Convicted Bremerton car dealer busted

Allen C. Martin, who once operated an auto dealership in Bremerton, pleaded guilty Aug. 26 to conspiracy to defraud the Internal Revenue Service.

Martin appeared before U.S. District Court Judge Jack E. Tanner in Tacoma and admitted his guilt.

Martin, 62, was first indicted by a federal grand jury in 1994. He was charged nine years ago with the conspiracy charge and tax evasion for the years 1987, 1988, and 1989.

The same indictment charged Gerald Clyde Randall, his “co-conspirator,” with the exact same charges.

In 1994, Randall pleaded guilty and was sentenced, but Martin fled rather than appeared for his arraignment in federal court.

But, according to John McKay, U.S. Attorney for Western Washington, the Tacoma office of the U.S. Marshal’s Service never gave up the search for Martin, and its persistence finally paid off last month.

Martin was tracked to a rural area outside Portland, where he had been residing for years under the assumed identity of a deceased man.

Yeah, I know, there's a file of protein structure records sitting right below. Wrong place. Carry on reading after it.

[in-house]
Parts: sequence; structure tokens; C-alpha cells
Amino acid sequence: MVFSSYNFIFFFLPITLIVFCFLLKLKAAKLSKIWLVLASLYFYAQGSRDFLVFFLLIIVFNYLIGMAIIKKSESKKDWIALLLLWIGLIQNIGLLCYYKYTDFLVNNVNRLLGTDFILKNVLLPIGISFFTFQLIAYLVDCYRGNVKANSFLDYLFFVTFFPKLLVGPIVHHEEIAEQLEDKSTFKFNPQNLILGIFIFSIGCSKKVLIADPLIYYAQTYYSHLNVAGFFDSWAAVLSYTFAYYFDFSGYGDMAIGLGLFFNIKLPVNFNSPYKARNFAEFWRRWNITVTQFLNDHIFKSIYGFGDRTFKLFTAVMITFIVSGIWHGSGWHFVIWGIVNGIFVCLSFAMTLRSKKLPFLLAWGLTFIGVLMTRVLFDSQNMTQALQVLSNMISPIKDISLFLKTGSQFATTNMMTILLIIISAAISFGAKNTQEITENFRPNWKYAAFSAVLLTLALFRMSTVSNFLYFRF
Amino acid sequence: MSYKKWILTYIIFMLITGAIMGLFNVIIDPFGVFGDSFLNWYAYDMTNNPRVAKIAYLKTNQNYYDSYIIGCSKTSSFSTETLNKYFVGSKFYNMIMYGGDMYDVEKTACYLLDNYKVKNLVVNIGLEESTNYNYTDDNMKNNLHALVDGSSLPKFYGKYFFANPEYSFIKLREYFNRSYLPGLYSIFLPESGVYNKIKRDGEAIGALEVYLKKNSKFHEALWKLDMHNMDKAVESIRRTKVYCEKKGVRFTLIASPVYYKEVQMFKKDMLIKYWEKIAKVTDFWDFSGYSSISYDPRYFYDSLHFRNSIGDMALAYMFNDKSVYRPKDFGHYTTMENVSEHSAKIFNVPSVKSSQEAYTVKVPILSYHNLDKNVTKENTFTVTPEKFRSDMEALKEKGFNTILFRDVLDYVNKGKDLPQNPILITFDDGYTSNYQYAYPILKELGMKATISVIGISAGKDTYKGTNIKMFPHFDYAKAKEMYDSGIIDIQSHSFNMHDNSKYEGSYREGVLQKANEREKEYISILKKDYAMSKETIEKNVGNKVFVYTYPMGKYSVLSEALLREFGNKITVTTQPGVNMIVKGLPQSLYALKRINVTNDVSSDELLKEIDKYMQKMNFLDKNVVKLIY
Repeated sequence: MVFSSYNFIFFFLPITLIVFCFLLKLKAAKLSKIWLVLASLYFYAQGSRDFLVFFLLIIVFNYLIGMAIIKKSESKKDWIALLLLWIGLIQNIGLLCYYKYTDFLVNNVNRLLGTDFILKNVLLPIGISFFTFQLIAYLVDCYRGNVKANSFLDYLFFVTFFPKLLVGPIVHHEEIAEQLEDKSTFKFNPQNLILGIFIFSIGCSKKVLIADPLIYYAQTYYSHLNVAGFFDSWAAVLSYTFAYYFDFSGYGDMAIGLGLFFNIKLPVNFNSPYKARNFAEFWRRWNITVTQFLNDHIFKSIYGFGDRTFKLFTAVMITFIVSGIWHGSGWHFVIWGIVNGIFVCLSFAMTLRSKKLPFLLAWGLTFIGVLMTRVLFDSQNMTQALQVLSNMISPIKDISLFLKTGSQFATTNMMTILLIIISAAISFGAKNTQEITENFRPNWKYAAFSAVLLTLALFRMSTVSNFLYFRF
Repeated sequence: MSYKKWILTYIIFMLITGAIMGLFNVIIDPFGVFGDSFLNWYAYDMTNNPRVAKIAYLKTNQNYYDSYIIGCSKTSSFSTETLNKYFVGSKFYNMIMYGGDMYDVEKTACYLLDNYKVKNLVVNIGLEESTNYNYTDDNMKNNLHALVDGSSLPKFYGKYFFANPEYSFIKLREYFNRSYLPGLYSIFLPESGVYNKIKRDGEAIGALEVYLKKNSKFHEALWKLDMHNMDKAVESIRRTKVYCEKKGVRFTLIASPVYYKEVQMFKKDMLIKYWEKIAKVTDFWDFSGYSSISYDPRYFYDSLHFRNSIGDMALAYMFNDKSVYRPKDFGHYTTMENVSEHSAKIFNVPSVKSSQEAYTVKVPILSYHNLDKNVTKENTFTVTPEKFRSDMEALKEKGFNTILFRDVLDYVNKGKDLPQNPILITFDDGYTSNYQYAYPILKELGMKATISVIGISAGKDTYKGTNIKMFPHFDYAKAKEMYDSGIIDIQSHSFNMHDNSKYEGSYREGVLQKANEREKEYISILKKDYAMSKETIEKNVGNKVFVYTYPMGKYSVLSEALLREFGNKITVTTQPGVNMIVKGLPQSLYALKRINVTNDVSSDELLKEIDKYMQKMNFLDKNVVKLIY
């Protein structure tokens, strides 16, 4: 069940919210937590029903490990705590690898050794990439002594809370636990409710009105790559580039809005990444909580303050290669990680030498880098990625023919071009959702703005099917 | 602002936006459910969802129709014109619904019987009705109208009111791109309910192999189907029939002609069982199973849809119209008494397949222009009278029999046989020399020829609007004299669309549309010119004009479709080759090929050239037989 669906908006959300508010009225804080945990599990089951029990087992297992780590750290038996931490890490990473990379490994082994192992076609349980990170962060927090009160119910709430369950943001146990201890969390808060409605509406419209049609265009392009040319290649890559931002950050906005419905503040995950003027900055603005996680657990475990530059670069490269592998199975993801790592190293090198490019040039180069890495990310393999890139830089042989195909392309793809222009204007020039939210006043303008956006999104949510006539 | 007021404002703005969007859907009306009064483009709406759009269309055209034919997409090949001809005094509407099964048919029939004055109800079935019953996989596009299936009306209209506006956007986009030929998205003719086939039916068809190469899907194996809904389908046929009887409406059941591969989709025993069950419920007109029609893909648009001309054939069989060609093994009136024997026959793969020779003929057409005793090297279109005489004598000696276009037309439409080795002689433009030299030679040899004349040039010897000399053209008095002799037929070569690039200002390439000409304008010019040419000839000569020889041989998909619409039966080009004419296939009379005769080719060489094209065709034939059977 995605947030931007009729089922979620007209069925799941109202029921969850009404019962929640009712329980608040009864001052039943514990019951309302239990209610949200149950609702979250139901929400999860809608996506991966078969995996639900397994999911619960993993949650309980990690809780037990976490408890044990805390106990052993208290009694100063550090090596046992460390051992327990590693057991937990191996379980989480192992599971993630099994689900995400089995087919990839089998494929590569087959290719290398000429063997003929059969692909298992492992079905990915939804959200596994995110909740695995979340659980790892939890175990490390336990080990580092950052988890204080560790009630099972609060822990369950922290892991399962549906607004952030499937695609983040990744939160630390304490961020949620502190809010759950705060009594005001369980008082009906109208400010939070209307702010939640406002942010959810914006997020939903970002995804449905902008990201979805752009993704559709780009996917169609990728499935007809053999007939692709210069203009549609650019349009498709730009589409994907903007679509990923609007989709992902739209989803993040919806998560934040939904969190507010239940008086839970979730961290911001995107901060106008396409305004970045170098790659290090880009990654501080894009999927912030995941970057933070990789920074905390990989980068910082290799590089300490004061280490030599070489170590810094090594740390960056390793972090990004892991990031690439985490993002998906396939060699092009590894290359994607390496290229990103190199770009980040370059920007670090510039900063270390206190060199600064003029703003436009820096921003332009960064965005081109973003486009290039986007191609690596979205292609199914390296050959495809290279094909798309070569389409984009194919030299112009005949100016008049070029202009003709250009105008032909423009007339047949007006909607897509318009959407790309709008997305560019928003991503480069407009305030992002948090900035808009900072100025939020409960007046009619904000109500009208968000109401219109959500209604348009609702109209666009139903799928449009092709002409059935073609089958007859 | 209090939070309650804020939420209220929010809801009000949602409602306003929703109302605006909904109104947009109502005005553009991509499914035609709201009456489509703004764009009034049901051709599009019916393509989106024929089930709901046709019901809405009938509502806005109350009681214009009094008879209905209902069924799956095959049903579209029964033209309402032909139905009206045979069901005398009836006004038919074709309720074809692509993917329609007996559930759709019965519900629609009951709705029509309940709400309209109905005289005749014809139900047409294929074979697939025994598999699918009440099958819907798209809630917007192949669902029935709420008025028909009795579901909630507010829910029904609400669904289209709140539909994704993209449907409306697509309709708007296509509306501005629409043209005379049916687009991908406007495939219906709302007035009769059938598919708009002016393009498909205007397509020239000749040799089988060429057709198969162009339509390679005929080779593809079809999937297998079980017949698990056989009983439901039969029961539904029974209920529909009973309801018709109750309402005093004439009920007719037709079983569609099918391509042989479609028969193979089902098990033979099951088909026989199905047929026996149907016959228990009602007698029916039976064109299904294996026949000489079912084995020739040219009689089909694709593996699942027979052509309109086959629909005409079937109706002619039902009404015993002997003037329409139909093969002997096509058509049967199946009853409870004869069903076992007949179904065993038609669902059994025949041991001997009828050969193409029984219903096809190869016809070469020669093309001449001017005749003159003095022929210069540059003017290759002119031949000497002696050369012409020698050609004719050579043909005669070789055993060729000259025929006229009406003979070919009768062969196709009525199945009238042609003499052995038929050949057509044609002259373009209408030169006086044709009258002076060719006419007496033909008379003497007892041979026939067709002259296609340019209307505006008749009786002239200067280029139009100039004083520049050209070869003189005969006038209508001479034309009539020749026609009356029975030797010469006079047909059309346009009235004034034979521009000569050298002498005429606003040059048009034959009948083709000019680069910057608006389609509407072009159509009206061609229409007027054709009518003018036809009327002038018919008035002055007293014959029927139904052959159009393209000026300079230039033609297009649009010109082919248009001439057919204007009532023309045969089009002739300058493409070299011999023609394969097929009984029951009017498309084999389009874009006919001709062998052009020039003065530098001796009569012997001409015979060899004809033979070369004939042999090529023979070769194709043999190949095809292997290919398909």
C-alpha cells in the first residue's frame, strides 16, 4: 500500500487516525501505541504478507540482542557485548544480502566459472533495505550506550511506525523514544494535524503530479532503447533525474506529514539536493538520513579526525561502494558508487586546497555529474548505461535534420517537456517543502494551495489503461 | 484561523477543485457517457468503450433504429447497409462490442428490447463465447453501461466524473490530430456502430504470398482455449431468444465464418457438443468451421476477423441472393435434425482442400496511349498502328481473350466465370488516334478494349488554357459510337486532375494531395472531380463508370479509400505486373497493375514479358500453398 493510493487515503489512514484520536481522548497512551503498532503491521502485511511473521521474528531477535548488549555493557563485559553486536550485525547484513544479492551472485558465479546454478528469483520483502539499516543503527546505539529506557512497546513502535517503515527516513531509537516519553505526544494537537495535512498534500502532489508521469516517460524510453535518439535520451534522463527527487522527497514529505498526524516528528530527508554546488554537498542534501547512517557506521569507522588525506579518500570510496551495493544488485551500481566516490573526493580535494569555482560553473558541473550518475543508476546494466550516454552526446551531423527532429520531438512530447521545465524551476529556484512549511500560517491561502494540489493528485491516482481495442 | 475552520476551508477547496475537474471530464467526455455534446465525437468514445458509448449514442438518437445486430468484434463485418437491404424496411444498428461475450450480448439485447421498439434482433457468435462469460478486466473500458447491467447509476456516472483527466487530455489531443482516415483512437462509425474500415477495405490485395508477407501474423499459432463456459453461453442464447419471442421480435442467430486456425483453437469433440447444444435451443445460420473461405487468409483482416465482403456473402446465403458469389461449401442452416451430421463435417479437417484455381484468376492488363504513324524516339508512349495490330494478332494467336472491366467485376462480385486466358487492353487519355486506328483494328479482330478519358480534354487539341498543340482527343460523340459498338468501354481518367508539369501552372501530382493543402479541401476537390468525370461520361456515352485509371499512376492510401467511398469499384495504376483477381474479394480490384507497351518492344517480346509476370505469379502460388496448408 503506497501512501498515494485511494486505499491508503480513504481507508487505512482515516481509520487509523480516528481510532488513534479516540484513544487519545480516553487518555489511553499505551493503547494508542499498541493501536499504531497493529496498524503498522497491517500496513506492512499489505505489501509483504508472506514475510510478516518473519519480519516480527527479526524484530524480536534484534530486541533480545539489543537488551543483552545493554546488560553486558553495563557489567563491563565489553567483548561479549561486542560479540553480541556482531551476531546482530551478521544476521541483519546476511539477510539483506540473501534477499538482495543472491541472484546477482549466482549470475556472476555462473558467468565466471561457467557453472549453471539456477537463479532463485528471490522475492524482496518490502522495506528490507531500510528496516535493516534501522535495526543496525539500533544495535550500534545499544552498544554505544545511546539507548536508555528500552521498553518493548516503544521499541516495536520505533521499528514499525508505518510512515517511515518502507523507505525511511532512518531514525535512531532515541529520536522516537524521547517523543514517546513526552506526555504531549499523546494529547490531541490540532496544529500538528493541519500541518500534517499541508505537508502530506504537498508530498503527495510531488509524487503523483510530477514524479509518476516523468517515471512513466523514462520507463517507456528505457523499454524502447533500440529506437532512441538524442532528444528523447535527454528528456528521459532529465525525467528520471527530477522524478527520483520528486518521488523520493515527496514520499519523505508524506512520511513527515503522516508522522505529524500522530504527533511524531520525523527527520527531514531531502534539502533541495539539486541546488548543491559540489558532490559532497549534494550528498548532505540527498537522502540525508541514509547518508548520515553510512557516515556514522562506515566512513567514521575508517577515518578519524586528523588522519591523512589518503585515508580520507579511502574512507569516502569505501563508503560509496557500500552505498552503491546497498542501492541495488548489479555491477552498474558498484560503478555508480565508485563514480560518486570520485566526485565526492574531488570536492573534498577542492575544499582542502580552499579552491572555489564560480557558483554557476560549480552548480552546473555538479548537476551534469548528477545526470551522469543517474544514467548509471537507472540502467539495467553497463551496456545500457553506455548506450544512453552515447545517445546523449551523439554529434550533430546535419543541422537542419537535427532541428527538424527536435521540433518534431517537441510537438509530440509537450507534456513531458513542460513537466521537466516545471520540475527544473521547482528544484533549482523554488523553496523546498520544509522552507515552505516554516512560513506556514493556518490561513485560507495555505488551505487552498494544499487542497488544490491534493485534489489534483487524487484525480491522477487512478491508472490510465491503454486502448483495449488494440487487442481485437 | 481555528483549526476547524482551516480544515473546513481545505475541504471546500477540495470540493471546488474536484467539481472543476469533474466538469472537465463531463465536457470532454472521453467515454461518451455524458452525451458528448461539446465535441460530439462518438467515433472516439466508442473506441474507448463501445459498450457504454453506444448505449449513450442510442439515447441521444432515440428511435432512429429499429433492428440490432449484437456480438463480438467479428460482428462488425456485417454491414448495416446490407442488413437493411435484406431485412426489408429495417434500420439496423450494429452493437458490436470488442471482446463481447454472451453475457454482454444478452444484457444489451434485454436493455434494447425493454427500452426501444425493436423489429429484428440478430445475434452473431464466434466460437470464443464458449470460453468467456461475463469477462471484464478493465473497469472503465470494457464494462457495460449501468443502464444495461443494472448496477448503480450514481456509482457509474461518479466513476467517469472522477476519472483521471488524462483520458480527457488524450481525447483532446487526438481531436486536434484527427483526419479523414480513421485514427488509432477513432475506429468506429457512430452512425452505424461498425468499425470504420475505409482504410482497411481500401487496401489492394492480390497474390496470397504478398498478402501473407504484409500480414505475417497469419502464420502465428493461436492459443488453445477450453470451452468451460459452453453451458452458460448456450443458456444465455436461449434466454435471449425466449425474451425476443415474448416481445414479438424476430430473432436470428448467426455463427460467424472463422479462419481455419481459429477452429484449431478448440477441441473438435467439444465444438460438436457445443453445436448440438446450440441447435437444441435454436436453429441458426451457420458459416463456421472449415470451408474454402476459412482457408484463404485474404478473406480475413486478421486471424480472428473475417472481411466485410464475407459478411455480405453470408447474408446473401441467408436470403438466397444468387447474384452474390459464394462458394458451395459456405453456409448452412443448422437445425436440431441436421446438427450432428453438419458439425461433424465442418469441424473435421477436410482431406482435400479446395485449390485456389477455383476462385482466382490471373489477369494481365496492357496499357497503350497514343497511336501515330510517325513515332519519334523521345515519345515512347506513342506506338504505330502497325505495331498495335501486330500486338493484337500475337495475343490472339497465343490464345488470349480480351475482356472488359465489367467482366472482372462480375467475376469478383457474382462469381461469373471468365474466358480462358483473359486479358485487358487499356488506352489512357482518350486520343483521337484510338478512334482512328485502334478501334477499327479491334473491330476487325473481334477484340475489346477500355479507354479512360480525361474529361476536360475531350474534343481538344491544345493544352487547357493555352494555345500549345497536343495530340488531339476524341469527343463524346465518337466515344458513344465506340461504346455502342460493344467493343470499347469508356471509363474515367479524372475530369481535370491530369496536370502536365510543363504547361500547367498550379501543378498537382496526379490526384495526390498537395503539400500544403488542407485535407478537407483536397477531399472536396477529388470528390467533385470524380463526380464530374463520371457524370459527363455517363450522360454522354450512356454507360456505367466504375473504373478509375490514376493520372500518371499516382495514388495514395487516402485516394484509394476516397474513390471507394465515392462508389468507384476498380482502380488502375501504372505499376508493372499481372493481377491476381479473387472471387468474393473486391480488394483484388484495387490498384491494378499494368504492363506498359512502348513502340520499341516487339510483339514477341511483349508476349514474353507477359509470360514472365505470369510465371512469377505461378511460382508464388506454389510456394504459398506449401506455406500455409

U.S. deputy marshals arrested Martin on July 17.

In his guilty plea, Martin admitted to defrauding the IRS in its attempt to assess and collect tax revenues from his business.

During the period in question while Martin was the part-owner and president of Allen Martin Chevrolet-AMC Inc. Randall was sales manager.

According to McKay, the pair diverted 356 checks totalling almost $180,000 from the dealership. The conspirators also diverted approximately $21,000 in business receipts paid by customers.

They deposited the diverted funds into Martin’s personal bank account.

In 1987 the pair filed false tax returns. In 1988 and 1989 martin didn’t file returns at all. The total amount of the taxes avoided was $59,146, not including penalties and interest.

Martin is slated to be sentenced Nov. 20 at 10:30 a.m.

He is currently being held without bail at the federal detention center in Sea-Tac.

Officials said there was no bail since Martin was considered a “flight risk.”

Martin faces a maximum penalty of up to five years in prison, fines of up to $250,000, and three years of supervised release after he completes whatever prison term he is assessed.

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